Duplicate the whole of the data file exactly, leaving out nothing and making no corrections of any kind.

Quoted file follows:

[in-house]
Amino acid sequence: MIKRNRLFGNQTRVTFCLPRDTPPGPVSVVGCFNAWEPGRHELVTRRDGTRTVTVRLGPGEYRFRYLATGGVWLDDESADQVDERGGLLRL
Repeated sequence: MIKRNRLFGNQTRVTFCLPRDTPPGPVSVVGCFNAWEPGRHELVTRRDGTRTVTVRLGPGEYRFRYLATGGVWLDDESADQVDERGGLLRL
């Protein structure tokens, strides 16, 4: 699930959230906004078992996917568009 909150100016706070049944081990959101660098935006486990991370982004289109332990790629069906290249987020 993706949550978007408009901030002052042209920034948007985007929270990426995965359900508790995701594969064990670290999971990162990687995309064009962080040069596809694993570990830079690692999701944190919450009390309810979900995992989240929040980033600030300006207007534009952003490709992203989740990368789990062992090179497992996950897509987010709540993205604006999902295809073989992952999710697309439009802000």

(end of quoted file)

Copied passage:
[in-house]
Amino acid sequence: MIKRNRLFGNQTRVTFCLPRDTPPGPVSVVGCFNAWEPGRHELVTRRDGTRTVTVRLGPGEYRFRYLATGGVWLDDESADQVDERGGLLRL
Repeated sequence: MIKRNRLFGNQTRVTFCLPRDTPPGPVSVVGCFNAWEPGRHELVTRRDGTRTVTVRLGPGEYRFRYLATGGVWLDDESADQVDERGGLLRL
């Protein structure tokens, strides 16, 4: 699930959230906004078992996917568009 909150100016706070049944081990959101660098935006486990991370982004289109332990790629069906290249987020 993706949550978007408009901030002052042209920034948007985007929270990426995965359900508790995701594969064990670290999971990162990687995309064009962080040069596809694993570990830079690692999701944190919450009390309810979900995992989240929040980033600030300006207007534009952003490709992203989740990368789990062992090179497992996950897509987010709540993205604006999902295809073989992952999710697309439009802000």